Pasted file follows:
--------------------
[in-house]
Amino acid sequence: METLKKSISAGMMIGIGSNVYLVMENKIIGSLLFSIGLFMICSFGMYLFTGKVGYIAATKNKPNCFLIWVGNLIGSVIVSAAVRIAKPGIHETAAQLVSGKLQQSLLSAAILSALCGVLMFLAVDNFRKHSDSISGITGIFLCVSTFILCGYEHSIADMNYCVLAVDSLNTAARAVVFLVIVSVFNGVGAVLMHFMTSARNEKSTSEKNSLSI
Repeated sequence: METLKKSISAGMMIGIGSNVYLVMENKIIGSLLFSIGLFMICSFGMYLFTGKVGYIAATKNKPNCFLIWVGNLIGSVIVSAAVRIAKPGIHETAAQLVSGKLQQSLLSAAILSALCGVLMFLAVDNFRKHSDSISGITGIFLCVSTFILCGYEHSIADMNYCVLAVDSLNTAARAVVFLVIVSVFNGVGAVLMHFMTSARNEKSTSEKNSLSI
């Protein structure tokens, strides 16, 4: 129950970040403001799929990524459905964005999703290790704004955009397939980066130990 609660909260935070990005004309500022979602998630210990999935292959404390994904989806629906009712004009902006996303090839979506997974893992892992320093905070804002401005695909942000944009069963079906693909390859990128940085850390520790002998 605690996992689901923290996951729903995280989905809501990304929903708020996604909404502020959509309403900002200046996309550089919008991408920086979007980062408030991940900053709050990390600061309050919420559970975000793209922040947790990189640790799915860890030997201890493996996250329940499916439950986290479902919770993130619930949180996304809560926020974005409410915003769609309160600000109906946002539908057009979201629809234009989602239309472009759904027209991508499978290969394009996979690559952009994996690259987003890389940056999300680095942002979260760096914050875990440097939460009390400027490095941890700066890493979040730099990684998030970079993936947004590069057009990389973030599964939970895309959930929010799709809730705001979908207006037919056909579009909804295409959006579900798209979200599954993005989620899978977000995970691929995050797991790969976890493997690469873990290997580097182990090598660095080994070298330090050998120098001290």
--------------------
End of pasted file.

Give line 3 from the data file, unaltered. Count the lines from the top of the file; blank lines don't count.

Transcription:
Repeated sequence: METLKKSISAGMMIGIGSNVYLVMENKIIGSLLFSIGLFMICSFGMYLFTGKVGYIAATKNKPNCFLIWVGNLIGSVIVSAAVRIAKPGIHETAAQLVSGKLQQSLLSAAILSALCGVLMFLAVDNFRKHSDSISGITGIFLCVSTFILCGYEHSIADMNYCVLAVDSLNTAARAVVFLVIVSVFNGVGAVLMHFMTSARNEKSTSEKNSLSI